Great Political Divide Kills 'Import' Bill
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 The controversial Foreign Manufacturers Legal Accountability Act went down in defeat without debate on the U.S. Senate floor last week.

While senators voted 53-45 in favor of opening floor debate, 60 "yes" votes were required to do so. The cloture defeat effectively killed the bill aimed at stemming the the loss of manufacturing jobs overseas.

Republicans united to squash the vote, denying the Democrats from gaining a political victory to tout in the waning weeks before the November general elections.

The legislation was widely criticized by U.S. trading partners. For example, Canada’s Gary Doer, ambassador to the United States said the measure note only would violate NAFTA but “will have a disproportionally negative impact on intertwined U.S.-Canada supply chains and on jobs in both our countries.” 

The legislation would prevent companies without a U.S. agent to import products. It stems from problems associated with recalls of Chinese drywall that reportedly sickened many U.S. citizens. In addition, it included a package of tax incentives for hiring inside the United States and penalties for shuttering a U.S. plant in favor of opening one overseas.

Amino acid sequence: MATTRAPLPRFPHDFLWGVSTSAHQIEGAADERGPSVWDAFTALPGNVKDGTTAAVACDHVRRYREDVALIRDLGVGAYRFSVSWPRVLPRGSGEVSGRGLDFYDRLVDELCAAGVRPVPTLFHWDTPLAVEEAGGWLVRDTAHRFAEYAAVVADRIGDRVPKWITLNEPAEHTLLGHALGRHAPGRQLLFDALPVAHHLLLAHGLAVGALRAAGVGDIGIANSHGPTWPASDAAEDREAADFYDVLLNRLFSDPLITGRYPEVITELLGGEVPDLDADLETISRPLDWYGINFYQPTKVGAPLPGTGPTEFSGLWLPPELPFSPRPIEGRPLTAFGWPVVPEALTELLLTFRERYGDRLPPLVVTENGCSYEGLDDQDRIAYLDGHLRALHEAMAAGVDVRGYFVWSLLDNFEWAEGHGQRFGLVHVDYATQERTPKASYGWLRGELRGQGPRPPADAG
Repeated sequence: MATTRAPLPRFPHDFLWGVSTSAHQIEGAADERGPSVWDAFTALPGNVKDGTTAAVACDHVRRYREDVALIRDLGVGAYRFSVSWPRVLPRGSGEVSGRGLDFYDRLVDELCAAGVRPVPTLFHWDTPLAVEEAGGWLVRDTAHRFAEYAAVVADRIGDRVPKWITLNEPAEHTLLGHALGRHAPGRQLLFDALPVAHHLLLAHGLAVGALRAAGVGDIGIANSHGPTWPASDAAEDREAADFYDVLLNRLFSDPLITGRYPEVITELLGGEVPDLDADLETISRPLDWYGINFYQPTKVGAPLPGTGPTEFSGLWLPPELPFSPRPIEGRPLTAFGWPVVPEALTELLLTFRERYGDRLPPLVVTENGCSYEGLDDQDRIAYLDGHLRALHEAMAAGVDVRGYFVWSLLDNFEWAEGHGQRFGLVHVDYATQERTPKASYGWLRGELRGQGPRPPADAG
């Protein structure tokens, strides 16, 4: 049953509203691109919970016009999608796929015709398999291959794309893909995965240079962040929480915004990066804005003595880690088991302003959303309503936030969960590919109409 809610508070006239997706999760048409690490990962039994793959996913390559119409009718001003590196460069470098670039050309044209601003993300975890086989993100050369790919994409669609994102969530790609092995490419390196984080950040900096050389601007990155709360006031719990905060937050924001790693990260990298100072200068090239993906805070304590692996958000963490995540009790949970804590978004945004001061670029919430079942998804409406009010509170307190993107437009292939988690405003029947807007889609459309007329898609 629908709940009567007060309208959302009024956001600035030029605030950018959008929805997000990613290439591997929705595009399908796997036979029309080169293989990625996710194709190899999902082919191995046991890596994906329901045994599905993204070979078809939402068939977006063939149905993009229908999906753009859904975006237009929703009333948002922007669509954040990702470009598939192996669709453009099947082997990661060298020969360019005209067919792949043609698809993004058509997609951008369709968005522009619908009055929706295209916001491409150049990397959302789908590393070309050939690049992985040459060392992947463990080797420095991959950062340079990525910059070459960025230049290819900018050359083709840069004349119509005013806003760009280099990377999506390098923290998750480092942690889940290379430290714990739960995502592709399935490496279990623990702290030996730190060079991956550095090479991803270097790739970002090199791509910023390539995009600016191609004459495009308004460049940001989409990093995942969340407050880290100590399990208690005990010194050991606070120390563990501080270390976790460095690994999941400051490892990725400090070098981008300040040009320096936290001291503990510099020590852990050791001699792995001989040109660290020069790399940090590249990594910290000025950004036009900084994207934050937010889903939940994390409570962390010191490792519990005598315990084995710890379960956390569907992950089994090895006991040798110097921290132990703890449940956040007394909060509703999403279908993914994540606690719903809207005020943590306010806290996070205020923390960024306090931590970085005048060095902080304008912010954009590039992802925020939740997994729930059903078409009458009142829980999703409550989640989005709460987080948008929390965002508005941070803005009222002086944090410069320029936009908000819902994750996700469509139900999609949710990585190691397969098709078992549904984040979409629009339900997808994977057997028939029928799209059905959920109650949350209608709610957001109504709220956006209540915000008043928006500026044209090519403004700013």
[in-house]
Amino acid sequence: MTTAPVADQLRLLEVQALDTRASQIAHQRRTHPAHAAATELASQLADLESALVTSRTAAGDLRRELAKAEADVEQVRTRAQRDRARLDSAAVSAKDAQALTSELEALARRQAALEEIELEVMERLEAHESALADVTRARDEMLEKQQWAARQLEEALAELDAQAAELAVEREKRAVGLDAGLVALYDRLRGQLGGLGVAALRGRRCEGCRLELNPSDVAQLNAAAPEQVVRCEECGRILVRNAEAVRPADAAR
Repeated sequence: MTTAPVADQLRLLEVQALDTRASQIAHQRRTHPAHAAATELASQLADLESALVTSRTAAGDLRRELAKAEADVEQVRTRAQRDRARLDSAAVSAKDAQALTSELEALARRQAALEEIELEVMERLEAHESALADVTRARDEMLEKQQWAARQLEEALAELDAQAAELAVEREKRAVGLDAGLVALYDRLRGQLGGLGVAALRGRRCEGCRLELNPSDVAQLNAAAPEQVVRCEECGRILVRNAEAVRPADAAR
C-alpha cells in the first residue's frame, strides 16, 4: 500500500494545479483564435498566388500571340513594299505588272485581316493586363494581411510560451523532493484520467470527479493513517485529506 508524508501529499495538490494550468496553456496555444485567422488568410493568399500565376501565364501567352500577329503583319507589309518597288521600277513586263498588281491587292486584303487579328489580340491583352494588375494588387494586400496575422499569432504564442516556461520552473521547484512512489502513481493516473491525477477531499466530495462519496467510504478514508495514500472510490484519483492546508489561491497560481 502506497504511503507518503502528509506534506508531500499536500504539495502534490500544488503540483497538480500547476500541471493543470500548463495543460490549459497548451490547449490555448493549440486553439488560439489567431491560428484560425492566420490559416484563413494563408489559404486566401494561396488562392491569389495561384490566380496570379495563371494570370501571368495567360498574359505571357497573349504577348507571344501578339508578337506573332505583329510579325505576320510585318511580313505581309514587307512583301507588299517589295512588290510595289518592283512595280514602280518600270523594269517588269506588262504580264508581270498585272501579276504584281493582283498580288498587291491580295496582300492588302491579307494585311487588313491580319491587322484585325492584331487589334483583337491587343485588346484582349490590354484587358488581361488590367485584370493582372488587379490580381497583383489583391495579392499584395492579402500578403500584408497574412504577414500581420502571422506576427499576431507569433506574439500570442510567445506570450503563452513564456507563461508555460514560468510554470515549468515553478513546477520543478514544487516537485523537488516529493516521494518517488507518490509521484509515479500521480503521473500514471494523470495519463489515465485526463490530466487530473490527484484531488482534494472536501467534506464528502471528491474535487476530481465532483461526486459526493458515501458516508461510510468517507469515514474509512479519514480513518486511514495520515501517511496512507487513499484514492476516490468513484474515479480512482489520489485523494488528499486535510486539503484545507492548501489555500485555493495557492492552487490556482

In addition to foreign governements, many U.S. business and manufacturing groups came out against the legislation, including the National Association of Manufacturers and the National Foreign Trade Council.

Sen. Mitch McConnell (R-KY), Senate Minority Leader, said, "This is about as pure a political exercise as you can get and in my view it's an insult to the millions of Americans who want us to focus on jobs."

I couldn't agree more with McConnell. Not only was the election timing of this legislation suspect, it wreaks of protectionism to a degree that threatens the very notion of free and fair trade.

Feel free to tell me why I'm right or why I'm wrong.

Read more of Rich Christianson's blogs.

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